True, although there would inevitably be other, smaller controllers for specific hardware reasons, and separate graphics and sound devices would still make sense for all of the reasons they do now.
With that said, a network of processing-but-also-memory nodes is, as the article notes, much more like a brain than it is like the present-day computer. It's a completely different architecture that would necessitate major changes in the architecture of whatever runs on top of it. I mean, think of a dual-core processor, or the switch from 32 to 64 bit. Major architecture changes, right? Now consider that neither of those things would have any meaning, whatsoever, in a memristor-based processor. There's no bus, there's a vast number of "cores." Instead of talking about computations per second, all data is capable of being processed simultaneously.
And, I mean, technically speaking, just like the brain, you'd only ever be using a small percentage of your "processing power" for any one task ... so the "scaling" comment above is a bit misleading.
I think people (including the writer) are confused by the bit about it being able to store and compute data. It's not at all meant to replace a hard drive. It would just combine the CPU cache with the processing core.
Well, after reading the *other* memristor article, it makes more sense - there are two possibilities.
One is a chip with its own memory that actually uses the computing power of the individual circuits. That's the "brain" layout folks are talking about, and it's entirely theoretical, nothing to do with ordinary computer science, etc.
The other is RAM that doesn't flush when the power goes off. *Shrug* And that's the one that folks are actually considering using. In that situation, nothing's combining with the CPU - which is still the same 2-4 cored linear number cruncher it's always been. Instead, RAM gets combined with the hard drive. That means data access much faster than even an SSD and a computer that, ideally, only ever has to "boot" once. = )
I'm betting the first iterations of this tech would be not very fast compared to some of the fastest home computers out there right now...it'll take some time before they optimize the hardware and the software running it.
Just like when multi-core machines came out, basically no one had software capable of taking advantage of multiple threads. And most still don't utilize it. It'll take a long time before they can match the software optimizations to fully utilize the power of the hardware.
Whilst reading this I kept hearing "My CPU is a neural-net processor, a learning computer" playing in my head...
I knew this would happen someday..
Imagine storing every song, movie, book, and software that *ever* existed on one chip.
I think RIAA/MPAA might give up then lol.
The Matrix is now non-fiction... Mobius ftw!
You still need to back up and share your data even when your CPU is off line or not connected to the network. So some of these will only be used as ram. As long as they are faster than HDDs and can be RAIDed, there is a significant opportunity there.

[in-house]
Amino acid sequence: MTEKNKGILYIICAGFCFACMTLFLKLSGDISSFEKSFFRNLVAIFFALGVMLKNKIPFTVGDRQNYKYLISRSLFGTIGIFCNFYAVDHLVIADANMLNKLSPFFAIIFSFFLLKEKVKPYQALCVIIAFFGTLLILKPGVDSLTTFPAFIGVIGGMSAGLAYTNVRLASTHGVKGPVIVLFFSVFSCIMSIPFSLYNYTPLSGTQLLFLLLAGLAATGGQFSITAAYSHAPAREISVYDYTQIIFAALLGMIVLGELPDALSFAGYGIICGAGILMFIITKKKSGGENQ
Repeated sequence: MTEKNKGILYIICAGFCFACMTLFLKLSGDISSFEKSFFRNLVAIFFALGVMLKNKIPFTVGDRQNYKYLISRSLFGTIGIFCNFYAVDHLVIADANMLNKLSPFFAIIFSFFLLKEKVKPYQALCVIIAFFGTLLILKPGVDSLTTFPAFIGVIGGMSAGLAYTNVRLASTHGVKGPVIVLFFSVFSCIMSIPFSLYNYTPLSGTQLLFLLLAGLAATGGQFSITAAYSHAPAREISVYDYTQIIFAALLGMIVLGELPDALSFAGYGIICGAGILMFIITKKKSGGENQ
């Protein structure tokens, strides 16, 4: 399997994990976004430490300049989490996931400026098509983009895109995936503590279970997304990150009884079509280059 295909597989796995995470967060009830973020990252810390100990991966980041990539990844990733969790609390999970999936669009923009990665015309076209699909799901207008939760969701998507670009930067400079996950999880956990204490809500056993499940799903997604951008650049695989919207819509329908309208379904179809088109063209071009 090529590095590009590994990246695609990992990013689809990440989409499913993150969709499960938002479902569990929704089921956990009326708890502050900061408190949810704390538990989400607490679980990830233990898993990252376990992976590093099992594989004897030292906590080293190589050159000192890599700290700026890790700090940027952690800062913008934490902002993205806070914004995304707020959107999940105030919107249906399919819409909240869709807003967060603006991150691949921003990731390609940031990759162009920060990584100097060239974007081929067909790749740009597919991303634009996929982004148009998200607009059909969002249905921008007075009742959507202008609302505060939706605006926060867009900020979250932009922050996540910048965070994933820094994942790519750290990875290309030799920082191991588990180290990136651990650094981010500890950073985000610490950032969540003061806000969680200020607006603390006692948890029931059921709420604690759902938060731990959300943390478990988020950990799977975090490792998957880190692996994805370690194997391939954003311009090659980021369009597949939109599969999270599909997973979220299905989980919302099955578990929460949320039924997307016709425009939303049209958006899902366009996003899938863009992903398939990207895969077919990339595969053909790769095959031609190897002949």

As far as video cards, sound cards, etc... You may be able to virtualize all the CPU's and memory of of your specialized cards. Want a new sound card? Segment a piece of the CPU and make the new Sound Card there. The only thing that you gain by separating the other peripherals is speed. If this chip design delivers the speed, then there is no reason to have external devices.
Ports - you will need lots of ports. Sound card ports, mic ports, etc... Maybe everything (except video) will be standardized as either wireless or USB.
Specialized hardware. video capture, Wifi transmitter/receiver, cellular transmitter/receiver, built in speakers, touch screen (iPad), you can't get away from it.
An awesome concept.
i do believe that it will only take a few years to see these put into systems like it says, just not in homes so much. With it requiring special software, if it is in computers, it will be servers for big companies where they can afford to have software created for it. Computers for the home will definitely be 10 years or so. Any home use of this in the near future will be more likely in handheld type devices. practice making the chips at the smaller sizes before upgrading to larger ones. practice writing software, and with all the phone app makers nowadays, we can get everybody out there practicing soon enough. i don't know, i'm rambling cause i'm so tired. I go sleepy now. my thoughts are no longer clear.
If supergenius computers take over the world, will they make us pay income tax?
Give me liberty, or give me...MY MONEY BACK!
So a processor and memory on the same chip. Gonna be expensive, plus the export controls needed to keep this kind of computing power out of the bad guys hands will have to be extreme.
BTW: Does this mean when the processor or memory crashes (and you know it will), I'll have to buy a whole new computer?
Apple should spend there 300$ billion dollars to buy HP and use these chips in the macs.
Apple would take twice as long to develop the technology so they could milk us for every penny. HP needs to hurry up and finish development so they can gain marketshare. i choose the way that gets it to me faster.
April Fool's you goofy-geeks. The pic is a closeup of a Twinky! What a bunch of yim yams!!